College of Education Gets Record
Government STEM Research Funding
Federal funding for STEM research is making history for the College of Education at Purdue University.
The College of Education will receive $5.37 million for its work as part of
a consortium that received funding for a 10-year cooperative agreement. The
award is the largest single external funding contract received by the college.
Carla C. Johnson, associate dean for research, engagement and global part-
nerships, will work as the principal investigator for the grant, leading evalu-
ations of the U.S. Army’s Educational Outreach Program
(AEOP) and evaluations of their lasting impact on partici-
AEOP is the largest global portfolio of STEM education programs. Its primary focus is to recruit and prepare
elementary-college students for careers in STEM fields.
Students are encouraged to participate in real-work STEM
experiences and Army-sponsored mentors.
“There are a large number of apprenticeships for college
students and high school students to work in STEM research
labs across the country on Army bases and at institutions of
higher education. We will be providing constructive feed-
back from our research that will work to improve these and other programs in
the portfolio,” Johnson says.
“Through our research activities, Purdue not only will determine annual
progress, but also will provide substantive feedback focused on continuous
program improvement and innovation.”
Battelle Memorial Institute leads the consortium, receiving $185.4 million in
funding from the Department of Defense for the agreement.
Purdue Study: Climate
Change Consensus Extends
Beyond Climate Scientists
A Purdue University-led survey of nearly
700 scientists from non-climate disciplines
shows that more than 90 percent believe that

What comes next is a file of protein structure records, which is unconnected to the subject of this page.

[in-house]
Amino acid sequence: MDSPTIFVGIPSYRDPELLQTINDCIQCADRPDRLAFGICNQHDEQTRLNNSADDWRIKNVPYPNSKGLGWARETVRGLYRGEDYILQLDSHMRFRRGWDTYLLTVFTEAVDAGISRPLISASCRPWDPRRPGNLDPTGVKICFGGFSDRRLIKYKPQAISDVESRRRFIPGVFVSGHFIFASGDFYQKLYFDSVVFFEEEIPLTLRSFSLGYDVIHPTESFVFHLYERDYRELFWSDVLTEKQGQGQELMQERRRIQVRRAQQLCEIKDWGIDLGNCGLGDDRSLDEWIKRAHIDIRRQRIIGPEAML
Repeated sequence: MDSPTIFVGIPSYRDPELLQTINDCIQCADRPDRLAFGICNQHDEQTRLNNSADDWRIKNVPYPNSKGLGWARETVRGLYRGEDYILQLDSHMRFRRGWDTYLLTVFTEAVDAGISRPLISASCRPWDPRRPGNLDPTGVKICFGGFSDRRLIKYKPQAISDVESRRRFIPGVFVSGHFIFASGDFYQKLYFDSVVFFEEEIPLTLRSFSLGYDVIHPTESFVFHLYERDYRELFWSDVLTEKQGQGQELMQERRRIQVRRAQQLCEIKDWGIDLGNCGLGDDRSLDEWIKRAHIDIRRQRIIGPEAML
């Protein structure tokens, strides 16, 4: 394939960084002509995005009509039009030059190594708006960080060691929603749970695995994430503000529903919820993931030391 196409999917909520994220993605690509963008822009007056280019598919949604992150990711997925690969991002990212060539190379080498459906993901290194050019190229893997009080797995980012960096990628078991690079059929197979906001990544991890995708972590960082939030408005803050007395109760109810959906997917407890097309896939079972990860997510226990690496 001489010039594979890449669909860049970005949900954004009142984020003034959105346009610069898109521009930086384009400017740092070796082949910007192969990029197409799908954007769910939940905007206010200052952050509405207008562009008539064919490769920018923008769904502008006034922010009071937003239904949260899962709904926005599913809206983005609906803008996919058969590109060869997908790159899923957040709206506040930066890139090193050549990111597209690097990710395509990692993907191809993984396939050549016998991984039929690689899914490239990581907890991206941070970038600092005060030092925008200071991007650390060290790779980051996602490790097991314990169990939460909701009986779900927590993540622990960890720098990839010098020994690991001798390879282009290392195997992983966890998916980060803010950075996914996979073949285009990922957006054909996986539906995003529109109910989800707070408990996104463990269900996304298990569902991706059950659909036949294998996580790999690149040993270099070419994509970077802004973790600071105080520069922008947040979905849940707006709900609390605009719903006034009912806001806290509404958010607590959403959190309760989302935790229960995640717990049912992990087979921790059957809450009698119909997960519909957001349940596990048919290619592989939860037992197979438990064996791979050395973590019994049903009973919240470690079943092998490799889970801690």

average global temperatures are higher than
pre-1800s levels and that human activity has
significantly contributed to the rise.
The study is the first to show that consensus
on human-caused climate change extends
beyond climate scientists to the broader
scientific community, says Linda Prokopy, a
professor of natural resource social science.
“Our survey indicates that an overwhelming majority of scientists across disciplines
believe in anthropogenic climate change,
are highly certain of these beliefs and find
climate science to be credible,” Prokopy says.
“Our results also suggest that scientists who
are climate change skeptics are well in the
Prokopy and fellow researchers conducted a
2014 survey of scientists from more than 10
non-climate disciplines at Big Ten universities
to determine the relative prevalence of belief
in, and skepticism of, climate change in the
Of 698 respondents, about 94 percent said
they believe average global temperatures
have “generally risen” compared with
pre-1800 levels, and 92 percent said they
believe “human activity is a significant
contributing factor in changing mean global
NSF Awards $23 Million to Purdue’s Center
For Science of Information
Purdue University has been awarded $23 million
over the next five years from the National Science
Foundation (NSF) for the Center for Science of Information.
The NSF awarded Purdue $25 million in 2010 to
establish the center, which is the first and only National Science Foundation Science and Technology Center
in Indiana. The new grant extends the total span of
funding to 10 years, the maximum funding period for such centers.
The center’s focus is on the extension of classical information theory, which
led to basic technologies underlying digital communications – paving the way
for the Internet, mobile devices and the Internet of Things – to meet the new
challenges posed by the rapid expansion in the amount and complexity of
The center includes 11 other member institutions and brings together expertise in information theory, computer science, chemistry, economics, statistics,
life sciences, mathematics and physics. Its research has led to more than 200
journal publications, patents and partnerships with researchers across campus.
Finding solutions and harnessing the power and potential of big data is a key
part of the university’s Purdue Moves initiative.
Carla C. Johnson